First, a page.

Children of the struggle remember parents' fight for freedom

Children of the struggle remember parents' fight for freedom

CAPE TOWN - Fidel Issel recounts the many times his father was dragged off by police in the middle of the night.

But his family is among those who, as relatives of struggle heroes, paid a particularly high price for freedom.

"There were many mornings when we were faced with cops in our room with these big machine guns, looking for our father," Fidel recalls.

His sister Leila says the past has left an indelible mark on her psyche after experiencing persecution from a very early age.

"I had to live with my teachers because I was on the run when I was about six because the police were hunting me. And I was arrested when I was nine…"

Meanwhile, Dehran Swart admits nightmares are a common occurrence. His father, anti-apartheid activist Nabil Swart, was detained and brutally beaten by apartheid police on various occasions for his open defiance.

Swart, also known as Basil, is most notably remembered for being arrested after helping a pupil at Alexander Sinton High School in Crawford who had been shot by apartheid police in 1976. He was the deputy principal of the school at the time.

"While I was in the charge office I recall about three massive white policemen manhandling my father, pushing him out of the courtyard towards an awaiting car," Dehran recalls.

He says while counselling and treatment have helped, he remains haunted by some memories.

Swart says he too had run-ins with the law because of his involvement with organisations like the UDF and adds his time in detention caused him a great deal of psychological harm.

"I still cannot stand to see someone being harmed; it's really upsetting to see people that don't have any protection in any circumstance being harmed."

His sister Rehana remembers she and her brothers were made aware of the inequality of the apartheid system at a very young age.

"In this time, we were all involved as kids with UDF where we knew what was actually happening and where we knew what we fought for."

She says she was traumatised every time her dad was arrested.

The two say their parents' bravery inspired them to be active in the fight against apartheid.

Fidel and Leila also agree that they are proud of the roles their mother and father played in the struggle for democracy, despite the tumultuous times in which they grew up.

They add that Freedom Day serves as an annual reminder of their father's dedication and determination to bring about change in South Africa.

Leila says her memories of 27 April 1994 are so vivid she cannot believe more than two decades have passed.

"I wore my best, you did your hair and you did your make-up. And when we were finished we didn't leave immediately because it was such a grand moment."

Watch: Journalists remember documenting the dawn of a new democracy.

Children of the struggle remember parents' fight for freedom

CAPE TOWN - Fidel Issel recounts the many times his father was dragged off by police in the middle of the night.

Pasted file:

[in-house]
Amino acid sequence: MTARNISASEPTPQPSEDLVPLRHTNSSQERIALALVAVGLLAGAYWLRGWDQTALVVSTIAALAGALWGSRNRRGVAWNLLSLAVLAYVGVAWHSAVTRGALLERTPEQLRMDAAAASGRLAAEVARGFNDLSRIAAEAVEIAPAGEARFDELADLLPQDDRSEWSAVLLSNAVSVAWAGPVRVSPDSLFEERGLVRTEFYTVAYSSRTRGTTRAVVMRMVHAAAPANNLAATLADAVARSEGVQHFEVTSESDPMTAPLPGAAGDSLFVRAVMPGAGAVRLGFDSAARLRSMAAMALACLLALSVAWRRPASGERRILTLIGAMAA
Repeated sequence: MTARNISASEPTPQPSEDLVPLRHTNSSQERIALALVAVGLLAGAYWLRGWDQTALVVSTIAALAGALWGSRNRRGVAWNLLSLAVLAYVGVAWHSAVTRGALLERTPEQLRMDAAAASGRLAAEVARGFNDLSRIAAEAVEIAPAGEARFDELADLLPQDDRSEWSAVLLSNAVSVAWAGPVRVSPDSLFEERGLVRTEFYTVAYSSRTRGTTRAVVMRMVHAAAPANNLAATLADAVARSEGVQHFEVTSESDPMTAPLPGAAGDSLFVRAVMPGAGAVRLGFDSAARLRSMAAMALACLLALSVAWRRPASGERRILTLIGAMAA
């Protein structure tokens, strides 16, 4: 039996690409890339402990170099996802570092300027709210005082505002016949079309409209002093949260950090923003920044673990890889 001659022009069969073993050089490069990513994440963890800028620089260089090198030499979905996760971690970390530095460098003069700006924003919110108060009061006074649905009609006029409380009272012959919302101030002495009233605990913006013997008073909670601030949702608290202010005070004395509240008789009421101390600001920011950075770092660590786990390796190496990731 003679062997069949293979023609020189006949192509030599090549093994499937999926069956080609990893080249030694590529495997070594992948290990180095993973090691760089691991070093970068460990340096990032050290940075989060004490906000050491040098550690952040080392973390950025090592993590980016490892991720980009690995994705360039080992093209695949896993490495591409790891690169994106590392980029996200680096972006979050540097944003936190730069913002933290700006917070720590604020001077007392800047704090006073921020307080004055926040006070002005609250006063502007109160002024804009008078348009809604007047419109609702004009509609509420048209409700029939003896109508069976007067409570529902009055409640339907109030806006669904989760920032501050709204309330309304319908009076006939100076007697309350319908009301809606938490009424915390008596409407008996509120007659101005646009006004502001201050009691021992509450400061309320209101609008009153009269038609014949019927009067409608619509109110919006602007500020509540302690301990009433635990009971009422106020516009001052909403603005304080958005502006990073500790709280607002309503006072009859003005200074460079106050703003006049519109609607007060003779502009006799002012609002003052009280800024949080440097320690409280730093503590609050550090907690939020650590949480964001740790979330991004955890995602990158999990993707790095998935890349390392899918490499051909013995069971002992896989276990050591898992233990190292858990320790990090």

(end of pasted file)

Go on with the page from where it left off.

But his family is among those who, as relatives of struggle heroes, paid a particularly high price for freedom.

"There were many mornings when we were faced with cops in our room with these big machine guns, looking for our father," Fidel recalls.

His sister Leila says the past has left an indelible mark on her psyche after experiencing persecution from a very early age.

"I had to live with my teachers because I was on the run when I was about six because the police were hunting me. And I was arrested when I was nine…"

Meanwhile, Dehran Swart admits nightmares are a common occurrence. His father, anti-apartheid activist Nabil Swart, was detained and brutally beaten by apartheid police on various occasions for his open defiance.

Swart, also known as Basil, is most notably remembered for being arrested after helping a pupil at Alexander Sinton High School in Crawford who had been shot by apartheid police in 1976. He was the deputy principal of the school at the time.

"While I was in the charge office I recall about three massive white policemen manhandling my father, pushing him out of the courtyard towards an awaiting car," Dehran recalls.

He says while counselling and treatment have helped, he remains haunted by some memories.

Swart says he too had run-ins with the law because of his involvement with organisations like the UDF and adds his time in detention caused him a great deal of psychological harm.

"I still cannot stand to see someone being harmed; it's really upsetting to see people that don't have any protection in any circumstance being harmed."

His sister Rehana remembers she and her brothers were made aware of the inequality of the apartheid system at a very young age.

"In this time, we were all involved as kids with UDF where we knew what was actually happening and where we knew what we fought for."

She says she was traumatised every time her dad was arrested.

The two say their parents' bravery inspired them to be active in the fight against apartheid.

Fidel and Leila also agree that they are proud of the roles their mother and father played in the struggle for democracy, despite the tumultuous times in which they grew up.

They add that Freedom Day serves as an annual reminder of their father's dedication and determination to bring about change in South Africa.

Leila says her memories of 27 April 1994 are so vivid she cannot believe more than two decades have passed.

"I wore my best, you did your hair and you did your make-up. And when we were finished we didn't leave immediately because it was such a grand moment."

Watch: Journalists remember documenting the dawn of a new democracy.